Real Estate Leads Part 3: Contingent Leads

There is an active market for leads in real estate, though the economics are generally hidden from the public. I thought it would be a good idea to shine a light on this corner of the industry so that you can understand how it all works. Start with Part 1 if you are just joining us.

Sharing the CommissionContingent leads, like Paid leads, also involve the agent paying another party. However, for Contingent leads the agent doesn’t pay anything up front. Instead, the agent must share a piece of the commission at closing.

There are a few common sources of Contingent leads, including referrals from other agents, the clients of relocation companies, and national websites. Each situation is a little bit different, so it’s worth explaining how they each work.

Agent referrals happen when someone local moves out of town. If the agent wants, they can suggest that their client use a specific new agent in their next destination. The new agent who receives the referral is generally willing to pay a referral fee back to the original agent when the deal closes. The amount varies based on the situation, but it is traditionally a modest percentage of the commission.

Some agents are more aggressive about this than others. They pressure the local person to use a recommended agent, and they try to max out the referral fee. As an added bonus (to agent), the local person doesn’t even have to be their client. The only requirement for collecting a referral fee is that the money must pass through a broker like a normal commission.

We’ve never pursued referral fees in a serious manner. Most often we’re happy to help past clients identify potential agents to consider in their new town for free.

Relocation companies, organizations that help corporate employees move between job opportunities, are the most well-known source of Contingent leads. A “relo package” is a common perk that defrays some of the costs of a move for the client. This usually takes the form of the relo company covering real estate transaction costs and moving expenses. Every now and then the relo company will actually buy the client’s current home from them if it doesn’t sell quickly.

Although any agent can work with a relo client, relocation companies strongly prefer to use preapproved vendors. In the case of real estate agents, they have negotiated deals with certain brokerages in each market. They require a listing agent to significantly discount their normal fee. They also require the listing agent to do extra paperwork to regularly report on market conditions and the status of the sale.

Most agents dislike working with relocation companies because the economics are unfavorable compared to regular business (Direct leads), and because the extra work is a hassle. That said, relo listings tend to be higher value properties, so agents suck it up and take them in hopes that they result in other new clients.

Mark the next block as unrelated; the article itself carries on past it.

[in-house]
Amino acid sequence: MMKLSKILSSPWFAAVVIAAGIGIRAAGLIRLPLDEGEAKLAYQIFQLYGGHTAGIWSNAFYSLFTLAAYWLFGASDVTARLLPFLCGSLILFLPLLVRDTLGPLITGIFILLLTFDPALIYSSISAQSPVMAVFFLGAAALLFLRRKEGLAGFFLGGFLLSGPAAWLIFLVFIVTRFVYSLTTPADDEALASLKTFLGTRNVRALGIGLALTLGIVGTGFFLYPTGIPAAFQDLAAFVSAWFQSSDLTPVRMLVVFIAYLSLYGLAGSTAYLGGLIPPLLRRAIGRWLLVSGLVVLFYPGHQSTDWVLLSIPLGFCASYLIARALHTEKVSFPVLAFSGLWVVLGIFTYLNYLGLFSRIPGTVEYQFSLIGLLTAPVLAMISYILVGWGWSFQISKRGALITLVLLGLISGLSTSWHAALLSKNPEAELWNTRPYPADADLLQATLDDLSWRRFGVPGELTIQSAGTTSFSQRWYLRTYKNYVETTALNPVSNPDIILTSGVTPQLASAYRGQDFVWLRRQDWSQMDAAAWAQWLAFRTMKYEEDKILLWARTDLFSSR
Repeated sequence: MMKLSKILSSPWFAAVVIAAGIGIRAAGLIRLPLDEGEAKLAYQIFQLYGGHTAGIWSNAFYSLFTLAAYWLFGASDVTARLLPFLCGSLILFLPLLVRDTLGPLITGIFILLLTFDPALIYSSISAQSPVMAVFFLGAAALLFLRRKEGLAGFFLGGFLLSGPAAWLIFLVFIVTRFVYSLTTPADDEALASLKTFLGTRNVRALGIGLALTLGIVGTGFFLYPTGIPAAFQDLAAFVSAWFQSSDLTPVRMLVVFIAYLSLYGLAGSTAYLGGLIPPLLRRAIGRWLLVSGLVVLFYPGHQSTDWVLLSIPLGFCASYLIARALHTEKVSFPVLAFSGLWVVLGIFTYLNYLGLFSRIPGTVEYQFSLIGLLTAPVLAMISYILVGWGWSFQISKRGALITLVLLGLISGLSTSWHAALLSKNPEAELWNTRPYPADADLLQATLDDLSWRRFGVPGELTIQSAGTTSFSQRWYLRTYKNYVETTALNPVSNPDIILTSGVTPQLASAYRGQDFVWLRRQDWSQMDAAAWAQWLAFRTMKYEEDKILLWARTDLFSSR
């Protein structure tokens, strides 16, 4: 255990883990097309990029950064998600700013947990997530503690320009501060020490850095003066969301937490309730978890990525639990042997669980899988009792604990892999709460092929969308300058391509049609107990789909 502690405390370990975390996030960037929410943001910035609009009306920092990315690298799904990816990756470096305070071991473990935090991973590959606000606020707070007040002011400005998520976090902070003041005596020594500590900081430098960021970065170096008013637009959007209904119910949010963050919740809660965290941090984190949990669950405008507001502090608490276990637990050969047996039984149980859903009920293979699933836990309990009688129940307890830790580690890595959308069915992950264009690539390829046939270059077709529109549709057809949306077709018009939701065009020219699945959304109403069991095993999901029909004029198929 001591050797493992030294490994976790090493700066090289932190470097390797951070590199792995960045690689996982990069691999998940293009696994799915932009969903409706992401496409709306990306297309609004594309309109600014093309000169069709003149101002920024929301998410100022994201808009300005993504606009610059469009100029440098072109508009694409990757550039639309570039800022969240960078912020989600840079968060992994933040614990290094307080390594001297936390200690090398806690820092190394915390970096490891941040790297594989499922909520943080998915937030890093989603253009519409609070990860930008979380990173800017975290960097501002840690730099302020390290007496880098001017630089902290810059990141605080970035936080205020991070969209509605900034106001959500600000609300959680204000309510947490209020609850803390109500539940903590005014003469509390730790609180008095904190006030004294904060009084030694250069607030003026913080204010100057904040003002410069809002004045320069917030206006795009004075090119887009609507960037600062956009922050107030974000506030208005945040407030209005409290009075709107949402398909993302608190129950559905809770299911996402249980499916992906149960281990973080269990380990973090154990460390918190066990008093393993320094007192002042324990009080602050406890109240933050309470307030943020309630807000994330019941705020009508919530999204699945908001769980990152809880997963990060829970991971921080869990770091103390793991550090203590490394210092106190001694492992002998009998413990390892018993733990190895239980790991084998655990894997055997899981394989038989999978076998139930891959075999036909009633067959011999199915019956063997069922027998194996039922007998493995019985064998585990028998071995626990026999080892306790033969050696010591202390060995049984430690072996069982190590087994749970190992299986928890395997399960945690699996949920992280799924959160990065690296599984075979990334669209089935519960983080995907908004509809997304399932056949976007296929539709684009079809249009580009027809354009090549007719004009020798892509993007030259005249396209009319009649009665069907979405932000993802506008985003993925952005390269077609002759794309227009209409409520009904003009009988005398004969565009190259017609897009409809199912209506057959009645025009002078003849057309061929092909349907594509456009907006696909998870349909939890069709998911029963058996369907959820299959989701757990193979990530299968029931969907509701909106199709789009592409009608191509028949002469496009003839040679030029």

We’ve never been in the position of having a broker feed us regular relo business, but we’ve done those deals over the years. Mainly we agreed because we liked the working with a past client, and the client liked working with us. Most importantly, the client was willing to insist that we list their home despite not being on the list of preferred vendors. When home owners propose using a brokerage that is not on the preferred list, the relo company threatens the client by saying the client could lose their benefits. We’ve never actually seen that happen, as we can usually negotiate something with the relo company.

Finally, there are national websites that monetize their users on a Contingent lead basis. These have historically not been the big national players, but instead are smaller operations that call around to all the agents in an area until they find someone willing to pay a modest sign-up fee and a success fee at closing of somewhere between the relo fee and the agent referral fee.

I’ve listened to this pitch from a number of companies and have even led cold callers along until the final decision point to fully understand the setup. We haven’t actually spent money on these sorts of Contingent leads, so it is difficult to say how legitimate a lead pipeline it represents; I’m skeptical.

Just like with Paid Leads, the public usually doesn’t understand what is going on behind the scenes when they are a Contingent Lead.

People who let a local agent refer them to a new agent in their destination town don’t realize that is a highly profitable activity for their local agent (a big check for a half hour of work). People working with relocation companies know they are being steered to certain brokerages, but don’t understand that it’s because relo has already negotiated discounts with those firms. Website users who are connected with agents are really just being passed off to whoever the boiler room could sell during a cold call.

Contingent Leads are psychologically different to agents than Paid Leads. While there is an expense for both, in the agent’s minds the expense is easily separated from a Paid Lead client but permanently attached to a Contingent Lead.

Agents can be tempted to put in effort that is commensurate with the pay for Contingent Lead clients. Why give 100% effort when they’re not getting 100% of their normal fee at closing? If an agent is disgruntled about the situation, then they could try to minimize their overall time commitment. This would probably look like bad service to the client.

Continue reading this series with Part 4: Are You a Lead?